The value of cross-border payments is expected to reach $250 trillion by 2027, increasing from $150 trillion in 2017 alone, according to figures from the Bank of England.
There are several factors owing to this rapid growth.
The global rise in e-commerce has spearheaded exports and international trade, global supply chains are expanding, and the emergence of FinTech payment challengers has disrupted the market by making cross-border payment flows quicker and easier.
But as the value and volume of cross-border payments increases, so too does the risk of financial crime as fraudsters continue to innovate – putting pressure on those within the payment chain to enforce the correct due diligence to limit illicit activity.
Economic crime is on the rise globally.
In the EU, law enforcement officials estimate that professional money launderers have a 99% success rate in running criminal profits through the existing financial system.
In fact, Danske Bank is currently preparing for fines of about $2bn for its part in one of the largest money laundering scandals. Meanwhile in the US, it’s estimated that only 1% of financial proceeds of crime is recovered each year.
This challenging economic crime backdrop only adds to the complexities faced by those responsible for facilitating cross-border payments – namely the correspondent banks.
Correspondent banks have a tricky balancing act to play within the cross-border payment flow.
On the one hand, they are responsible for managing and maintaining relationships with counterparties their bank does business with.
On the other hand, they must assess the risk likelihood of a potential customer, with currently very limited risk data on which to base decisions on.
This lack of risk information means that, in most cases, compliance teams within correspondent banks’ only option is to cut ties with prospective customers from perceived high-risk regions, causing friction in business relationships and impacting revenue.
Alienating perceived high-risk regions is at odds with the ambitions of the cross-border payments industry, which continues to expand into new and emerging markets.
Figures from McKinsey estimate that non-cash retail payment transactions have increased 25% annually in emerging markets including Africa and Asia, compared to just 13% elsewhere.
And there are huge benefits to this truly global payments landscape.
Businesses can, for the first time, reach unbanked populations – of which there are currently 1.7 billion people globally – driving financial inclusion.
Business opportunities are expanding as a result and the opportunity for ecommerce grows almost every day.
A lack of counterparty risk information within correspondent banking is therefore hindering significant opportunities for banks to capitalise on the opportunity cross-border payments provide – particularly with transaction fees.
Without information on counterparty risk, correspondent banks have no viable way to justify charging higher fees. This is because the current global system prices processing higher fees based on volume, rather than a risk-based approach.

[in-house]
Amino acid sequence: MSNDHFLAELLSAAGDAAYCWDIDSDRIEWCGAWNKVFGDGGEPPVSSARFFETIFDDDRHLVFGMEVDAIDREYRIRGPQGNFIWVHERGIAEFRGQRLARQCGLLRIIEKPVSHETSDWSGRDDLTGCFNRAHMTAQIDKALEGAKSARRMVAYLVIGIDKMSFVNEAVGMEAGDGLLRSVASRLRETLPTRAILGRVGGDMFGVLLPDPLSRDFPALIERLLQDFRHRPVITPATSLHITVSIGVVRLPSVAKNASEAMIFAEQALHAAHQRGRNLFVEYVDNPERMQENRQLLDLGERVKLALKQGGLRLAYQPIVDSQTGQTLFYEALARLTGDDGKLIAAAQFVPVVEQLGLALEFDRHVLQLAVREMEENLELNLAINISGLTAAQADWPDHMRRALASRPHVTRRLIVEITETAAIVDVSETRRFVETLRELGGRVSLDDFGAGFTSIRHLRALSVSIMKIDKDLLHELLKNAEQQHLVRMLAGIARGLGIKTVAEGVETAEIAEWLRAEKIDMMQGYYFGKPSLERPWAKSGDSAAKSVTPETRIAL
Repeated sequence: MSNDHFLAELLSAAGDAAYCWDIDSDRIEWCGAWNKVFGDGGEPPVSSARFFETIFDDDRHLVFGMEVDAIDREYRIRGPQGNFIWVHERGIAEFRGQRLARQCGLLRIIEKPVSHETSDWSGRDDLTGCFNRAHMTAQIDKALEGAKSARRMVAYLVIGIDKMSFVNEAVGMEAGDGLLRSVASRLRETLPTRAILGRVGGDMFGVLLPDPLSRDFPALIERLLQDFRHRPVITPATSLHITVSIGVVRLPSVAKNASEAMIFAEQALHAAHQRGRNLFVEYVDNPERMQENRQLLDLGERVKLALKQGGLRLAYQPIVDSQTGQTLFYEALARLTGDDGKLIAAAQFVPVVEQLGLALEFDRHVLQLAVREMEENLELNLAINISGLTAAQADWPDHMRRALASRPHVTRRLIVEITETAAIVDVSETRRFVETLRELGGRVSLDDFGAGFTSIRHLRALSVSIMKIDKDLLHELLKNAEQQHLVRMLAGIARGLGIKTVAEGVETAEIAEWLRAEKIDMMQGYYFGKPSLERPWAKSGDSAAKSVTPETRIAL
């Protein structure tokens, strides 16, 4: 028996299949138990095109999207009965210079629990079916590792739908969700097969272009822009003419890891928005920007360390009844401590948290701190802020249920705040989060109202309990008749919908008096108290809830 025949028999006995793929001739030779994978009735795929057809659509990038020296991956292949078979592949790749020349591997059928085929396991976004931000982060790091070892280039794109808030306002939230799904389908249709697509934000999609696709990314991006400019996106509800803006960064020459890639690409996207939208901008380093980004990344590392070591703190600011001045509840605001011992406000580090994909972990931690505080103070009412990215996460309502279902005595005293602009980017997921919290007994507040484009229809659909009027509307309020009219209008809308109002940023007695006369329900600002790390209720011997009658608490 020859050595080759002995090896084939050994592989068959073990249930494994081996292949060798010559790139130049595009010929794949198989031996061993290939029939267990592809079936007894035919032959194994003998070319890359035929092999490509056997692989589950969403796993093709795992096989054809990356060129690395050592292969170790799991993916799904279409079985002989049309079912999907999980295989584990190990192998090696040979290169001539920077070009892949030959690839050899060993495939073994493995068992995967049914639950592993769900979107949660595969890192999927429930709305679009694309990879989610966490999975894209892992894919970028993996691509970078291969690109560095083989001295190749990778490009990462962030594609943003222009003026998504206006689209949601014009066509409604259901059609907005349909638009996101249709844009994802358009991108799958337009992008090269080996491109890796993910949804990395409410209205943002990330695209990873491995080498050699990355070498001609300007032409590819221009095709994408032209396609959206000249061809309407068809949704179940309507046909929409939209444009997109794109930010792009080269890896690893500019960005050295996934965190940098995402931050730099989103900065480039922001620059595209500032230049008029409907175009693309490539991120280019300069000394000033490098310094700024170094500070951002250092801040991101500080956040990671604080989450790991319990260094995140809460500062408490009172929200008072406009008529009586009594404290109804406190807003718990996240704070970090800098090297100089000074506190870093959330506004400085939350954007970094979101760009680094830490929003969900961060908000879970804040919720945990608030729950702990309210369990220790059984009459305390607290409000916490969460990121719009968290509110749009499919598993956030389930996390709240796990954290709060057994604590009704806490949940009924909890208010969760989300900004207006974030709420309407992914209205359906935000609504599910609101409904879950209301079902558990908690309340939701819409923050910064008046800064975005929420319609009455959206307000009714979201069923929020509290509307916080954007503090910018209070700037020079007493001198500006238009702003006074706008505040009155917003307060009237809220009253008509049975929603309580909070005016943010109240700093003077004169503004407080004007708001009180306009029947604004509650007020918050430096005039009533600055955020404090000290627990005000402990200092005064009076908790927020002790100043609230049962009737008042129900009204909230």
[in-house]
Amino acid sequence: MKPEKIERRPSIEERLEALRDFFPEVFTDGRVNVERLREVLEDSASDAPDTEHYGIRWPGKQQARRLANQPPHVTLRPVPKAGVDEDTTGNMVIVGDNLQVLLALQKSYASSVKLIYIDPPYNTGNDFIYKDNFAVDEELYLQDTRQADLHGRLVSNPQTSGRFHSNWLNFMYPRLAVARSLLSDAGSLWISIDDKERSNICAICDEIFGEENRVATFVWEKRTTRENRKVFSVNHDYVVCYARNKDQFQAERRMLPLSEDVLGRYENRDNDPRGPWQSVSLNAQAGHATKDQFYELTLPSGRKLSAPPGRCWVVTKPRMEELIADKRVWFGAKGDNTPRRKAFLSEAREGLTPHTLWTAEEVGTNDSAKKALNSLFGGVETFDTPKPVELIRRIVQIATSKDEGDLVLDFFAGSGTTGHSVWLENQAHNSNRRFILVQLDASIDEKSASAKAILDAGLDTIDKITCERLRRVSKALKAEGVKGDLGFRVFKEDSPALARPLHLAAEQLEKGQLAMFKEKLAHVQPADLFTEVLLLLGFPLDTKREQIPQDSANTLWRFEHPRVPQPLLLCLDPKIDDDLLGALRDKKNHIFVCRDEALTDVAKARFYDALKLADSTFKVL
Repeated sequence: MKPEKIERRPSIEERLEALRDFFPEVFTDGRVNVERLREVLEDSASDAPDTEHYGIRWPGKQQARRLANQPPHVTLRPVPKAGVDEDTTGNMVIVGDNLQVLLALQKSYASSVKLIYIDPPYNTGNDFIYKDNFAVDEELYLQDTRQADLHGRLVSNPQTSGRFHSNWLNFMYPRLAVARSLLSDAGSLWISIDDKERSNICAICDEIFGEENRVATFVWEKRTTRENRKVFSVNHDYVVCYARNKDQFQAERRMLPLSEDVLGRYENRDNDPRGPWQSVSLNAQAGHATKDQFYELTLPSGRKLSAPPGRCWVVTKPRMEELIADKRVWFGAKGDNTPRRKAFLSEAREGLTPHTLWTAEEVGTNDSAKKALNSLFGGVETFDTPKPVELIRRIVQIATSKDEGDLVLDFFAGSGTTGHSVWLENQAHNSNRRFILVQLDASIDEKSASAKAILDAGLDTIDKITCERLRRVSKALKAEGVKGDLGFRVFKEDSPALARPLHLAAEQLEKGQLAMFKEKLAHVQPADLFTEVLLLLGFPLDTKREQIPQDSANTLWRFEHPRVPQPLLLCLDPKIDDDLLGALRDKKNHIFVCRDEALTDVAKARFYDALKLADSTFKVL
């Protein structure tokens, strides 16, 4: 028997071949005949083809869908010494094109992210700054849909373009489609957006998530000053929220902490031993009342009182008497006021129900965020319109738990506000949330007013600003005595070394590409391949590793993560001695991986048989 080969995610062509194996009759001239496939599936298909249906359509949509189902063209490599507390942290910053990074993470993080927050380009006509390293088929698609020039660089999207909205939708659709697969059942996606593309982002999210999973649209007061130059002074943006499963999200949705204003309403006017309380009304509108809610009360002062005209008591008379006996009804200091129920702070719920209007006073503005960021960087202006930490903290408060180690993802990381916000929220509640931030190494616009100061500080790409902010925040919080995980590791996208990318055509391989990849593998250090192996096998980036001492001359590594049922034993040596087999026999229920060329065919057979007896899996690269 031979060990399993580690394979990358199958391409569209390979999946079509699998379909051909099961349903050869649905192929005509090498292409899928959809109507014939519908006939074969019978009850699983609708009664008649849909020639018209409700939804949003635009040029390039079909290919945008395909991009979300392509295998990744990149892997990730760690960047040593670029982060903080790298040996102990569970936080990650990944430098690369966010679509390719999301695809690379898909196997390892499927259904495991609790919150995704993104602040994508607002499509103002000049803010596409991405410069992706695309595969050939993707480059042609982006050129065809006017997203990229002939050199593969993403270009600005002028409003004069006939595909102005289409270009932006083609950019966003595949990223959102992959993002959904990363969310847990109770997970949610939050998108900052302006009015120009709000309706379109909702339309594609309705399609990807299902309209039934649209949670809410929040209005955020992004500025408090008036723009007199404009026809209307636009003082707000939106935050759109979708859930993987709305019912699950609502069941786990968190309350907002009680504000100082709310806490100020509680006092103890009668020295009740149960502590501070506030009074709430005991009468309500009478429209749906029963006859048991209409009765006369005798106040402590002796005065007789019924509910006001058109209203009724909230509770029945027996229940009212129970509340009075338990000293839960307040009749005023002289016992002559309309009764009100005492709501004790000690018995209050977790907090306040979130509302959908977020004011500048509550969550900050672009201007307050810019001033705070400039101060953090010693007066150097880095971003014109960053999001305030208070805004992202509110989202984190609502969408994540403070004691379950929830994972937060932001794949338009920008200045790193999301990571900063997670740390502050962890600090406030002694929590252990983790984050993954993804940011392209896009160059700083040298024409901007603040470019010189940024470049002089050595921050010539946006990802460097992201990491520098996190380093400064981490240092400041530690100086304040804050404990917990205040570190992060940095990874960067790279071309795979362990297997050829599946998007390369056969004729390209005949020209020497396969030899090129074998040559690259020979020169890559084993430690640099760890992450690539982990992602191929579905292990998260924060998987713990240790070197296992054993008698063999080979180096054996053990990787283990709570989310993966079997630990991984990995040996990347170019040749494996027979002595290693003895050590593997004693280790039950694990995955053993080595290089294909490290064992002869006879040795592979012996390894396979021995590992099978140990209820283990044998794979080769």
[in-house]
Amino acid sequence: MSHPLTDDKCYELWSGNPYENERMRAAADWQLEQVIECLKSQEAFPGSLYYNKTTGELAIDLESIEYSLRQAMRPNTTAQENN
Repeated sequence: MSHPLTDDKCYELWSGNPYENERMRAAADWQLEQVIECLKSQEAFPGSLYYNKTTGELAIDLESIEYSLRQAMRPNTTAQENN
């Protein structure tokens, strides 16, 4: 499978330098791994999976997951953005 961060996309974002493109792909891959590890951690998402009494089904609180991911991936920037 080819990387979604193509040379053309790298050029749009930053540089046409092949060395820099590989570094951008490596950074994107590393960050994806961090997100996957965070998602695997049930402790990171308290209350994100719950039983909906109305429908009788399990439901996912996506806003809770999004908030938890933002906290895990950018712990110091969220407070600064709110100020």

As a result, the risk of financial crime increases as smaller transaction fees means correspondent banks have no way of incentivising their own customers to have better risk controls.
So, what can correspondent banks do?
Firstly, there are already resources available for banks to provide more nuanced risk ratings for front office workers to identify a comprehensive view of counterparty risk.
Our Elucidate platform, powered by the Elucidate FinCrime Index (EFI), for instance, provides banks with a risk score calculated using a bank’s own data, proprietary data, and public data.
This score can often help prevent de-risking in previously high-risk regions, supporting growth in emerging markets while reducing the threat of financial crime.
To combat the second challenge correspondent banks face in justifying higher transaction fees, a new risk-based pricing model can be adopted.
Risk-based pricing for financial crime is a new digital toolbox created by Elucidate that generates the price of financial crime risk which banks, for the first time, can use to enhance relationships with one another and price risk transparently and fairly.
The toolbox allows correspondent banks to streamline decision-making through objective data analysis, while generating new revenue by charging respondents fees based on risk exposure rather than volume.
As such, risk-based pricing is a merit-driven system where banks who work to enhance their financial crime controls benefit from fairer, better prices.
To truly combat financial crime, we must plug any gaps within our financial system which allow for the occurrence and proliferation of illicit activity.
But as the global payments landscape expands, those gaps can widen as fraudsters find new and sophisticated ways of targeting businesses and financial institutions.
By adopting new data-driven solutions, we can incentivise better financial crime controls, support at-risk financial institutions and meaningfully work to eliminate financial crime risk.
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